3. Pavan, Alessandro & Calzolari, Giacomo, 2009. "Sequential contracting with multiple principals," Journal of Economic Theory, Elsevier, vol. 144(2), pages 503-531, March.
    4. Clare Leaver & Gian Luigi Albano, 2004. "Transparency, Recruitment and Retention in the Public Sector," Economics Series Working Papers 219, University of Oxford, Department of Economics.
    5. Daniel F. Garrett & Alessandro Pavan, 2012. "Managerial Turnover in a Changing World," Journal of Political Economy, University of Chicago Press, vol. 120(5), pages 879-925.
    6. Ján Zábojník, 2012. "Promotion tournaments in market equilibrium," Economic Theory, Springer;Society for the Advancement of Economic Theory (SAET), vol. 51(1), pages 213-240, September.
    7. Arijit Mukherjee, 2008. "Sustaining implicit contracts when agents have career concerns: the role of information disclosure," RAND Journal of Economics, RAND Corporation, vol. 39(2), pages 469-490.
    8. Miriam Schütte & Philipp Christoph Wichardt, 2013. "Delegation and Interim Performance Evaluation," CESifo Working Paper Series 4193, CESifo Group Munich.
    9. Ferreira, Daniel & Nikolowa, Radoslawa, 2017. "Adverse Selection and Assortative Matching in Labor Markets," CEPR Discussion Papers 11869, C.E.P.R. Discussion Papers.
    10. Arijit Mukherjee, 2010. "The optimal disclosure policy when firms offer implicit contracts," RAND Journal of Economics, RAND Corporation, vol. 41(3), pages 549-573.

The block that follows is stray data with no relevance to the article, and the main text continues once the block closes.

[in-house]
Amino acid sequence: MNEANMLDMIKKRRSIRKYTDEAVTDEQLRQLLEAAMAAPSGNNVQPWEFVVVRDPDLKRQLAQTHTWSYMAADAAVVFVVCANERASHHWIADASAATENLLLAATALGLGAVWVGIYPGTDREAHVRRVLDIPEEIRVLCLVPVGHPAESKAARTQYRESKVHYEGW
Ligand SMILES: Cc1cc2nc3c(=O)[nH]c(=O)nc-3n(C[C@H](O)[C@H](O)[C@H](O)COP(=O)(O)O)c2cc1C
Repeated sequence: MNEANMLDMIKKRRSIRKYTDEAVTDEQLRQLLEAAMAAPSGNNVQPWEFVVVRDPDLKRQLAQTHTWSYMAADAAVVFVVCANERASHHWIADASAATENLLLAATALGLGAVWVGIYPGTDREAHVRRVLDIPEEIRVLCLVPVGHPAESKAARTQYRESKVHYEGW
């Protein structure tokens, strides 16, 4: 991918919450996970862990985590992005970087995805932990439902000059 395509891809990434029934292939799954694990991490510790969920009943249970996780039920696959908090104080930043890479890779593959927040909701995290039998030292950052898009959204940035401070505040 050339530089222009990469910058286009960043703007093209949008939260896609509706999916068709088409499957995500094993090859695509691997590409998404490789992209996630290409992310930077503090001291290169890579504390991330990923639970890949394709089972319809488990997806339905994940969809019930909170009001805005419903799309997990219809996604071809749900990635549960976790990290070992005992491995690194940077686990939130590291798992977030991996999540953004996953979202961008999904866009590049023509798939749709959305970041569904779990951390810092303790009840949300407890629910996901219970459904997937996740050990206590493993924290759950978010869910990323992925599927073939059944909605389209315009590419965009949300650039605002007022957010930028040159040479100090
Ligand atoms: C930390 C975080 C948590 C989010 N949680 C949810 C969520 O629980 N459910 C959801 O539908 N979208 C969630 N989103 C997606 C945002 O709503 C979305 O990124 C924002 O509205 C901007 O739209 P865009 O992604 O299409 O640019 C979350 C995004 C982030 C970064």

11. Paul Oyer & Scott Schaefer, 2012. "Firm/Employee Matching: An Industry Study of American Lawyers," NBER Working Papers 18620, National Bureau of Economic Research, Inc.
    12. repec:eee:eecrev:v:98:y:2017:i:c:p:424-441 is not listed on IDEAS
    13. Stephen Eliot Hansen, 2010. "The benefits of limited feedback in organizations," Economics Working Papers 1232, Department of Economics and Business, Universitat Pompeu Fabra.
    14. Gian Luigi Albano & Clare Leaver, 2005. "Transparency, Recuitment and Retention in the Public Sector," The Centre for Market and Public Organisation 05/132, Department of Economics, University of Bristol, UK.
    15. Koch, Alexander K. & Peyrache, Eloic, 2005. "Tournaments, Individualized Contracts and Career Concerns," IZA Discussion Papers 1841, Institute for the Study of Labor (IZA).